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Edwina Currie was forced to resign in December 1988 after she issued a warning about salmonella in British eggs. Should she really say stuff she doesn't know to be true though?

Edwina Currie was forced to resign in December 1988 after she issued a warning about salmonella in British eggs. Should she really say stuff she doesn't know to be true though?
  • Say what you know and know what you say

    If there was any doubt about whether the eggs were dangerous, maybe she should have waited until she knew for sure. But considering that this was an issue that dealt with human health and safety, I think she acted with the best interest of her people in mind. She made the best decision she could make with the information she had on hand.

  • Edwina Currie was right to make claims about salmonella

    British politician Edwina Currie is perhaps best known for her allegations that her country's eggs were tainted with salmonella. The claim ushered her out of office in disgrace, but it was later found that she was right and that the salmonella poisoning had been covered up. Sometimes politicians can be a canary in the coal mine, even if they are viewed at the time to be making false claims.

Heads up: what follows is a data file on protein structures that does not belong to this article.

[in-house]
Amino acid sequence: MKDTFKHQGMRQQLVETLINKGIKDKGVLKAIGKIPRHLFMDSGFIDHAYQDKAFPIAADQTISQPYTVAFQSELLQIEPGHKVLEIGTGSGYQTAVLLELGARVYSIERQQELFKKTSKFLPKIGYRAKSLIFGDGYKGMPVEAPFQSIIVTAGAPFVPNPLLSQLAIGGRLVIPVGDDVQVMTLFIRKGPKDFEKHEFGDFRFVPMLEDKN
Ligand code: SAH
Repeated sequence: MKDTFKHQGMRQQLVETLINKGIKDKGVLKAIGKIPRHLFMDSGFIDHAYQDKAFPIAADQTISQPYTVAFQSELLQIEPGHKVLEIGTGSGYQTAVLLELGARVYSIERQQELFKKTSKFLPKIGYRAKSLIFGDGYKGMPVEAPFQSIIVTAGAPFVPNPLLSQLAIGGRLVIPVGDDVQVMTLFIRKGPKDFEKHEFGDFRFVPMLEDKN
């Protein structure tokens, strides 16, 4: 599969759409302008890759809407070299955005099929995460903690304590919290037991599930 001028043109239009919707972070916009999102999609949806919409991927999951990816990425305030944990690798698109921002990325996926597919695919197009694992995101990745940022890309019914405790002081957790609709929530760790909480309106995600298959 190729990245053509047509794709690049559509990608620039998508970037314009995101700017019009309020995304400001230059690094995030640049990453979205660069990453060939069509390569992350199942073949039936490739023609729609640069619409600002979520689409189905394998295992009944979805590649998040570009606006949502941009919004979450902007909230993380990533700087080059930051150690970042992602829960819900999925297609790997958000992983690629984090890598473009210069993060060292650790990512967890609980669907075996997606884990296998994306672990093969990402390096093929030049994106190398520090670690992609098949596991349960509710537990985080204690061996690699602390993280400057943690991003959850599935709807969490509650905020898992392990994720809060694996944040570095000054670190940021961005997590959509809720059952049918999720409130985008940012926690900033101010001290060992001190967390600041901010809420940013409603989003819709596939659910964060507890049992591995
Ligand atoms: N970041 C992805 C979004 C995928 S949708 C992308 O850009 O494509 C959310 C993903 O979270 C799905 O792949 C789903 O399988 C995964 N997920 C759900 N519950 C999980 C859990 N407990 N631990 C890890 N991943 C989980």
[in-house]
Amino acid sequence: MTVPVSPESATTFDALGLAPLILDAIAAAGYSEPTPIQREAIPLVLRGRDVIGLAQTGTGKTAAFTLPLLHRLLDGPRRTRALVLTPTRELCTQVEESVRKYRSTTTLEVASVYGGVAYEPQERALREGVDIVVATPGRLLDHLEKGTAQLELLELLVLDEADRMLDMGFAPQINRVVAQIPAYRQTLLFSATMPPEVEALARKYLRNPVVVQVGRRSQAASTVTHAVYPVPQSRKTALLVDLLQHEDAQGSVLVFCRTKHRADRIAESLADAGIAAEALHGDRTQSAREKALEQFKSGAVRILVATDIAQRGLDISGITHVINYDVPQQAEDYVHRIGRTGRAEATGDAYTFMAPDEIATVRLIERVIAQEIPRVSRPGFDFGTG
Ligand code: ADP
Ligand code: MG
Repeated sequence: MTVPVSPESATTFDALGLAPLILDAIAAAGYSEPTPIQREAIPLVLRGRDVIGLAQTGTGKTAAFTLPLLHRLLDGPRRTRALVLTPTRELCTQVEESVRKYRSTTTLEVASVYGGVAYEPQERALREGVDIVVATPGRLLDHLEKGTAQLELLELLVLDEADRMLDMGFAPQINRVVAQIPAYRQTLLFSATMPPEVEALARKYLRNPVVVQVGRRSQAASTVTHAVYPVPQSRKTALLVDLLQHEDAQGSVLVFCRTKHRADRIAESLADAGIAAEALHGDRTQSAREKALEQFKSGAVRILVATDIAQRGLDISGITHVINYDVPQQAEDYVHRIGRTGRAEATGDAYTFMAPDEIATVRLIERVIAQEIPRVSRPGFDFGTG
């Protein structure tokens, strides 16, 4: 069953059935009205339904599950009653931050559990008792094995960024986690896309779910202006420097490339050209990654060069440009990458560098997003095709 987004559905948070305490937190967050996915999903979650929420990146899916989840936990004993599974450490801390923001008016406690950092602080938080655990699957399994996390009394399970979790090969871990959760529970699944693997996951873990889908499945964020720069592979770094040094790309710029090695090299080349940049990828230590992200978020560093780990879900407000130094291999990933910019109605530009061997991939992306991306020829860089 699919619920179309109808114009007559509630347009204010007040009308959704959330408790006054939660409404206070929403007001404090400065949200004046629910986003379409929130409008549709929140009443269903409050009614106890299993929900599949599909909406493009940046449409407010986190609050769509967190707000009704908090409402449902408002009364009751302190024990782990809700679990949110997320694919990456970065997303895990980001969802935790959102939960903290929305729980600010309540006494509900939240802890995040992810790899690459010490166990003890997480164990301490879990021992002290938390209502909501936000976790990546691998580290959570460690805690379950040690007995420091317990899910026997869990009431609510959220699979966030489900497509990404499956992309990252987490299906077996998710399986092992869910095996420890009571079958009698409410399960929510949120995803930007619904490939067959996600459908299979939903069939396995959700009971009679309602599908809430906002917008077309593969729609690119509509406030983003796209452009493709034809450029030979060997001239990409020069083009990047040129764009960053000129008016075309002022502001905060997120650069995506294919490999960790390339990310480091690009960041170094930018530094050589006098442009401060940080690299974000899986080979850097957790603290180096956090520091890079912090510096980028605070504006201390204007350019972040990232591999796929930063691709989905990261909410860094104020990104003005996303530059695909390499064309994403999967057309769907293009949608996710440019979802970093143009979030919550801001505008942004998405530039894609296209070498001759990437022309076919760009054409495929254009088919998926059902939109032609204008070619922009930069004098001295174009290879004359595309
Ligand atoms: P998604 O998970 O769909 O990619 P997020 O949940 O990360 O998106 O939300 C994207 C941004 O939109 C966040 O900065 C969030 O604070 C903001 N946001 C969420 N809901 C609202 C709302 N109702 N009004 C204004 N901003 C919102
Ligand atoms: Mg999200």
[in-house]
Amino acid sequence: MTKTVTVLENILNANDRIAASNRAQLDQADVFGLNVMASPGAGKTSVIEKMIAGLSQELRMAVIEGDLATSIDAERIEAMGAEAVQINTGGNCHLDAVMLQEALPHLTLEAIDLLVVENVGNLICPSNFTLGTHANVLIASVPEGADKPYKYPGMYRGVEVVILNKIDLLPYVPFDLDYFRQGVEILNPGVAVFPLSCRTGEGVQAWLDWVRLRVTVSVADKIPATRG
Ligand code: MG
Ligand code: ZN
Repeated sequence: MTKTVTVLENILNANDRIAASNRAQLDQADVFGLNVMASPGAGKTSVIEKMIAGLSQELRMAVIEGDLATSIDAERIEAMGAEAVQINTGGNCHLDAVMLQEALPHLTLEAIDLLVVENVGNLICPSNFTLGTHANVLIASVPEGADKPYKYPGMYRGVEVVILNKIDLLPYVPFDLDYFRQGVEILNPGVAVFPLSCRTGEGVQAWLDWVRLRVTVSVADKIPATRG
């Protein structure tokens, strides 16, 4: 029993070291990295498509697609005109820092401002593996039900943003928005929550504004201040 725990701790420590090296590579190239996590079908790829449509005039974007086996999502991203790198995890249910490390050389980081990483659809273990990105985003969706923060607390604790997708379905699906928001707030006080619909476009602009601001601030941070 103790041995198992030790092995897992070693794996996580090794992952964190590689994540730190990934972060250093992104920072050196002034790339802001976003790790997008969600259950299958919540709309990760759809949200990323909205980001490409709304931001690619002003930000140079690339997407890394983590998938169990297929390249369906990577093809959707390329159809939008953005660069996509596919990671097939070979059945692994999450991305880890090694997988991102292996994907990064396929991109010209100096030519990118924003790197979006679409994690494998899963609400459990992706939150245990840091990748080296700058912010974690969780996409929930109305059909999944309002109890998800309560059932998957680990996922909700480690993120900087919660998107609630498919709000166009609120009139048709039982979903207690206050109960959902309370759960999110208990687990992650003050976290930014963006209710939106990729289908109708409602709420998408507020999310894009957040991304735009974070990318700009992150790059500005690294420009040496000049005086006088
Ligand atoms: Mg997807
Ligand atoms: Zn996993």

• Edwina Currie should not talk about things she does not know of.

    Causing a nationwide panic is a reasonable excuse to fire someone. As the Prime Minister, you are the representative of an entire nation. Therefore, not knowing what you are talking about when addressing the nation should not only be discouraged but should also be alarming. If a nation's leader can be misguided on an issue such as salmonella, they can be misguided when making the most important decisions.

  • No, Check Facts

    It is irresponsible to give the public incorrect or unverified information about health risks. Whether it's a theory or an outright lie, releasing this kind of information on a public platform is dangerous because it can cause mass hysteria and damage another's business. It is always important to fact check.


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